While theologically the difference is quite significant; grammatically it is simply a matter of how we go about translating a single preposition.
It is because of translation questions like this that an in-depth understanding of prepositions is of vital importance to any student of Biblical Greek. And this week’s giveaway, Prepositions and Theology in the Greek New Testament, summarizes and demonstrates those numerous places in the New Testament where prepositions contribute significantly to the meaning of the text.
Written by Murray J. Harris, professor of New Testament Exegesis and Theology at Trinity Evangelical Divinity School, this book covers of all 17 “proper” and 42 “improper” prepositions , explores both literary and broader theological contexts and discusses key repeated phrases that use a particular preposition.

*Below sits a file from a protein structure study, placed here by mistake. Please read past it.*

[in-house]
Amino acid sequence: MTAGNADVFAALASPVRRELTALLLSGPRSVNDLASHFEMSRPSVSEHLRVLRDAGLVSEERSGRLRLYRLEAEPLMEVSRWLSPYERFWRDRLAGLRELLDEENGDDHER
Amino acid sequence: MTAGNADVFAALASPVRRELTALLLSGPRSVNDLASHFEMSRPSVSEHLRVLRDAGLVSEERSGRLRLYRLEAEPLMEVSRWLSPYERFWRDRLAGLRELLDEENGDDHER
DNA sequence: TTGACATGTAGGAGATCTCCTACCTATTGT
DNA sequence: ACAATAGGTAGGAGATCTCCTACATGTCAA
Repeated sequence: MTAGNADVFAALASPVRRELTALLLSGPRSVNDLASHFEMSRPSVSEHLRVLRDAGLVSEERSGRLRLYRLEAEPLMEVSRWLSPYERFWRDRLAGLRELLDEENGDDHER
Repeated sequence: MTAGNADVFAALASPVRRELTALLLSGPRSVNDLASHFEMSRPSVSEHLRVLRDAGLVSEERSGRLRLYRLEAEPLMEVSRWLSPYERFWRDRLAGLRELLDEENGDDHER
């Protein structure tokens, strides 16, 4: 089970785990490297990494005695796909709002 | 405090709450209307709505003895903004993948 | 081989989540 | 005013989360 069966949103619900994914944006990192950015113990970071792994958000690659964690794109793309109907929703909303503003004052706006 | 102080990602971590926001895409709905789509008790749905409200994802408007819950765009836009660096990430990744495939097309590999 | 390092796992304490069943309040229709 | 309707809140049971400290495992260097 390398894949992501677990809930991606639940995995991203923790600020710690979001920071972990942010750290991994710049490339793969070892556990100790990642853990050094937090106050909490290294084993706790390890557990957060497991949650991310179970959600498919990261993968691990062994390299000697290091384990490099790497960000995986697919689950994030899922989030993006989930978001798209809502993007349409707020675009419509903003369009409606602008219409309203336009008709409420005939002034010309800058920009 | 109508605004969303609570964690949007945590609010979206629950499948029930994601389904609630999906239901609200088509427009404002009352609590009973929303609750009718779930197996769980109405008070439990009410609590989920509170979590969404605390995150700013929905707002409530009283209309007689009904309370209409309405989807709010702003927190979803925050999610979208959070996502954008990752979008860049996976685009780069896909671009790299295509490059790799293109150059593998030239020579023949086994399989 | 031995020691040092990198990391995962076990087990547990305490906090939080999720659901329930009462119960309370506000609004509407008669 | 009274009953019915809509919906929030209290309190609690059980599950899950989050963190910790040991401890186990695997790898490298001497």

A worthy addition to any library of language resources.
To enter the giveaway, comment below with your answer to a proposition question which I've personally had more than one good-natured argument about: Do you say "by accident" or "on accident?"
Also, a bonus entry is available if you comment a second time letting us know that you shared a link to this giveaway on Facebook, Twitter, or your blog.
*If you are reading this via Facebook, email, or RSS, please visit the blog to enter. One winner will be determined by Random Integer Generator. Giveaway ends Thursday at midnight EDT*